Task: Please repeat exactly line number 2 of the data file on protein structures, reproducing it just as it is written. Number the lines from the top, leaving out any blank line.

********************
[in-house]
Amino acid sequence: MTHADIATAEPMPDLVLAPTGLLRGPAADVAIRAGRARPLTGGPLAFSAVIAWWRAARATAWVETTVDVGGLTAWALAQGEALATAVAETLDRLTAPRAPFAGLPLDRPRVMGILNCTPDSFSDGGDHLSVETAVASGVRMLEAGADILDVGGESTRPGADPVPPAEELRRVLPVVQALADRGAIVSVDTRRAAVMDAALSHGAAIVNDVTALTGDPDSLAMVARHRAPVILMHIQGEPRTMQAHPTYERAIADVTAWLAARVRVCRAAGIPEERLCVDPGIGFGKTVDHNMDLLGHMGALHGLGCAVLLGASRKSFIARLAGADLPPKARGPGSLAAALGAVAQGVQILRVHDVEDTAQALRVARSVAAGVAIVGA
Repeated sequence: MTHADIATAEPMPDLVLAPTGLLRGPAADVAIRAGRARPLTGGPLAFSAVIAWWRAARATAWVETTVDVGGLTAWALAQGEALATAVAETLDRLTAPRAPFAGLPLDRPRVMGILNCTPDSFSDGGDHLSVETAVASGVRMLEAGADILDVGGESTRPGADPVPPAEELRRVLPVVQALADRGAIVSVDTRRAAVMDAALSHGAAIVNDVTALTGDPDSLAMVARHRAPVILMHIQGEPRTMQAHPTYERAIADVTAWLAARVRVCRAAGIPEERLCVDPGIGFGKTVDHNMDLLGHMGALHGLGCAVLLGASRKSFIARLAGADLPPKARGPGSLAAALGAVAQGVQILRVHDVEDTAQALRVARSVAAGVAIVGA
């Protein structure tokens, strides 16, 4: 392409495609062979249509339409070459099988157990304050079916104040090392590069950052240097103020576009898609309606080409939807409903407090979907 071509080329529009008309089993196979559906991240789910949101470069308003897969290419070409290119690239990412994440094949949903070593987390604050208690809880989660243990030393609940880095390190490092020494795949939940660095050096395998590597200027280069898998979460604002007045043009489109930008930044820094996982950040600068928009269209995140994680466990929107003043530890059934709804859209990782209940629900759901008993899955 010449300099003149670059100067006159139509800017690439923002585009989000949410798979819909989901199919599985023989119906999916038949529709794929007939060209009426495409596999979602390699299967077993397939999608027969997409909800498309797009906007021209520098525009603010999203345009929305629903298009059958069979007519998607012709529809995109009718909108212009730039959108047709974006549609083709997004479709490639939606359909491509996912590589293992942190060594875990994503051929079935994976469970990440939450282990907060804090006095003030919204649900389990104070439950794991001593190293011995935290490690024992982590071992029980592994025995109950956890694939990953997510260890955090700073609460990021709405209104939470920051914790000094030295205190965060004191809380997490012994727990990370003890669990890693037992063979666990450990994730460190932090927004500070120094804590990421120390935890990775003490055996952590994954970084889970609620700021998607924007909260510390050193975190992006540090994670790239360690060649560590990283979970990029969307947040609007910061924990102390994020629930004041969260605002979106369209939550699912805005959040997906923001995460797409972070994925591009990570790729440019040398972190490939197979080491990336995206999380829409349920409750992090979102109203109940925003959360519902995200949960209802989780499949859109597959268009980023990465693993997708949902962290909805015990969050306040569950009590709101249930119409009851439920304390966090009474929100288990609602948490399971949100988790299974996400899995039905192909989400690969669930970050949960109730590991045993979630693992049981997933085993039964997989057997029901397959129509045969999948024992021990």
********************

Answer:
Amino acid sequence: MTHADIATAEPMPDLVLAPTGLLRGPAADVAIRAGRARPLTGGPLAFSAVIAWWRAARATAWVETTVDVGGLTAWALAQGEALATAVAETLDRLTAPRAPFAGLPLDRPRVMGILNCTPDSFSDGGDHLSVETAVASGVRMLEAGADILDVGGESTRPGADPVPPAEELRRVLPVVQALADRGAIVSVDTRRAAVMDAALSHGAAIVNDVTALTGDPDSLAMVARHRAPVILMHIQGEPRTMQAHPTYERAIADVTAWLAARVRVCRAAGIPEERLCVDPGIGFGKTVDHNMDLLGHMGALHGLGCAVLLGASRKSFIARLAGADLPPKARGPGSLAAALGAVAQGVQILRVHDVEDTAQALRVARSVAAGVAIVGA